"B. Action Submittals: Architect will review each submittal, make marks to indicate corrections or modifications required, and return it. Architect will stamp each submittal with an action stamp and will mark stamp appropriately indicating action taken, as follows:"
[omitted in this example]

"C. Informational Submittals: Architect will review each submittal and will not return it, or will reject and return it if it does not comply with requirements. Architect will forward each submittal to appropriate party."

Prior to this, we define what is an Informational submittal. Here is an abbrievated list for example purposes:
A. Qualification Data:
B. Product Certificates:
C. Welding Certificates:
D. Installer Certificates
E. Manufacturer Certificates:
F. Material Certificates:
G. Material Test Reports:
H. Preconstruction Test Reports:
I. Compatibility Test Reports:
J. Field Test Reports:
K. Product Test Reports:
L. Maintenance Data:
M. Design Data:
N. Manufacturer's Instructions:
O. Manufacturer's Field Reports:
P. Insurance Certificates and Bonds:
Q. Construction Photographs:
R. Material Safety Data Sheets:
S. Research/Evaluation Reports:
George A. Everding, AIA, CSI, CCS, CCCA
Senior Member
Username: geverding

Post Number: 68
Registered: 11-2004
Posted on Friday, September 23, 2005 - 12:14 pm:   Edit PostDelete PostPrint Post


Two years ago I was part of a “how do we streamline our submittal policy?” group, which was prompted by our CA department. Prior to that, our CA’s were reviewing ALL submittals. Informational submittals do NOT need to be reviewed; understanding this basic principle cuts down on time spent in CA.

The following two MasterSpec Evaluations quotes were helpful in understanding our obligations and responsibilities for informational submittals, and probably are worth including in this discussion:

“Informational Submittals (also called administrative submittals) do not require responsive action by the Architect or the Owner, but are usually used for record purposes only. Many require the Architect's acknowledgment that they contain the required information, but this is not considered responsive action. Informational Submittals may be rejected for not complying with requirements.”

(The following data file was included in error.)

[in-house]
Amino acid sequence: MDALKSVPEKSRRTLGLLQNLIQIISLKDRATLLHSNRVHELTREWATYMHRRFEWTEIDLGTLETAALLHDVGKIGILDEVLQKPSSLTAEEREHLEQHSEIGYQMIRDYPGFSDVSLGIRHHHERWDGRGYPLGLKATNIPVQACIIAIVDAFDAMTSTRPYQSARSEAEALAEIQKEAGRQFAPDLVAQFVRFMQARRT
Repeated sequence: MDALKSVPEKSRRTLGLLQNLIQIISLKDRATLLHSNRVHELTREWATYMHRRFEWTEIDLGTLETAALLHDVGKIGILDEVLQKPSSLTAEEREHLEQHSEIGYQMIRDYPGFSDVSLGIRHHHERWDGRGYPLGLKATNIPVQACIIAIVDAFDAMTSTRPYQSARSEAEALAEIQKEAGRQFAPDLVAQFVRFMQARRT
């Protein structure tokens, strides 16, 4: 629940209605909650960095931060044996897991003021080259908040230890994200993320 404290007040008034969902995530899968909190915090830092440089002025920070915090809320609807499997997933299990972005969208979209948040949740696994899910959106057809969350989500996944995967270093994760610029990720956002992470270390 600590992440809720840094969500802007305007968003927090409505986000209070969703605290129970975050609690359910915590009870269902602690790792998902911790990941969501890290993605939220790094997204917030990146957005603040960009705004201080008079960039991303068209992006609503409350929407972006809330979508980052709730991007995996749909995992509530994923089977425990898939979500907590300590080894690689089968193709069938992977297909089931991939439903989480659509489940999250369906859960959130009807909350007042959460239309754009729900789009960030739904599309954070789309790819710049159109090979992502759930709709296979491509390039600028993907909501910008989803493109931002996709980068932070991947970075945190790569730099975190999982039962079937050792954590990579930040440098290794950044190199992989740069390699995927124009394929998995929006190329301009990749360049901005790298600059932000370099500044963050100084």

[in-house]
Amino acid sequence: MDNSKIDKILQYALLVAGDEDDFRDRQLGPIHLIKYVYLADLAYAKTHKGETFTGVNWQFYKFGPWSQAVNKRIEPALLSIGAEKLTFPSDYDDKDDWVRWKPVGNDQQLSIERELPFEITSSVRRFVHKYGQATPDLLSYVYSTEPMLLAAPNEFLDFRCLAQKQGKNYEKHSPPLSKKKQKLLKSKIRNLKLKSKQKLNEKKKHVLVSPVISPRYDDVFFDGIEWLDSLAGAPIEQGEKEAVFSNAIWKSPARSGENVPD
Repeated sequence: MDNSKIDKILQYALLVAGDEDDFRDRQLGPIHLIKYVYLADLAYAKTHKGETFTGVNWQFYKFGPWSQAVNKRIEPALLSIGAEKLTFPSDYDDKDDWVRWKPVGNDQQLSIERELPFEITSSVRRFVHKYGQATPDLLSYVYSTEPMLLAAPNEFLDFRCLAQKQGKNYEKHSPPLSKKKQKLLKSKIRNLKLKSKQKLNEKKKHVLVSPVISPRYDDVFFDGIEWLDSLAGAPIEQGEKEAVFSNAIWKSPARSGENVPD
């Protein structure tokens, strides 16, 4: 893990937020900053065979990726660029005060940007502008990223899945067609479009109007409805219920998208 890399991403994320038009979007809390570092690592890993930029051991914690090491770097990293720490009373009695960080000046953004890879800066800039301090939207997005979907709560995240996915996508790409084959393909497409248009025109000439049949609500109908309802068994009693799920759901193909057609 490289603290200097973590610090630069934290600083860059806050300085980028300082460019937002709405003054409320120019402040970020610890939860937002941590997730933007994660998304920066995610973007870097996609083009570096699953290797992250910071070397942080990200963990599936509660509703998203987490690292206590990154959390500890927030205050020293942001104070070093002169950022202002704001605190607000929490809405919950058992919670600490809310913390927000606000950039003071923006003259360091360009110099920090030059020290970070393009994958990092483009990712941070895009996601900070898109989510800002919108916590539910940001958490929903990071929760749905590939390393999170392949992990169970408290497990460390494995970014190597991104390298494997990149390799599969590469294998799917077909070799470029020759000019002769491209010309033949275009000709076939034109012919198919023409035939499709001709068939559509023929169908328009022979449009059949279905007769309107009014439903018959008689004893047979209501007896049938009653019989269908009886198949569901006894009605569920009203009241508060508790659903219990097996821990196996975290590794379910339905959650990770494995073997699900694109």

“Although Informational Submittals do not require responsive action by the Architect, they often cause the Architect to take other actions. Schedules and reports are good examples of Informational Submittals. Reports from a testing agency that show test results are Informational Submittals because they do not require the report to be approved or disapproved by the Architect; they are only for the record. However, if test reports show the Work does not comply with requirements, they may cause the Architect to reject the tested Work.”.

Regarding the issue of legal responsibility, your best action is to clearly define your submittals requirements in Division 1 generally, and specifically in the following technical sections, and then respond to the action and informational submittals consistent with your requirements.
Tom Heineman RA, FCSI, SCIP
Senior Member
Username: tom_heineman

Post Number: 58
Registered: 06-2002
Posted on Friday, September 23, 2005 - 12:29 pm:   Edit PostDelete PostPrint Post

In addition to Action and Information submittals, our construction administration staff frequently received what I would informally call "responsibility-shifting" submittals.
These were unsolicited. I took them to be point-of-weakness probes, and to be repelled immediately.
Example: A "shop drawing" showing how unsupported masonry walls under construction were to be braced against wind.

These were sent back same day, sometimes with notes that amounted to "we do not review unsolicited submittals" or "means and methods are not the AE's responsibility". You get the idea.
George A. Everding, AIA, CSI, CCS, CCCA
Senior Member
Username: geverding

Post Number: 69
Registered: 11-2004
Posted on Friday, September 23, 2005 - 12:47 pm:   Edit PostDelete PostPrint Post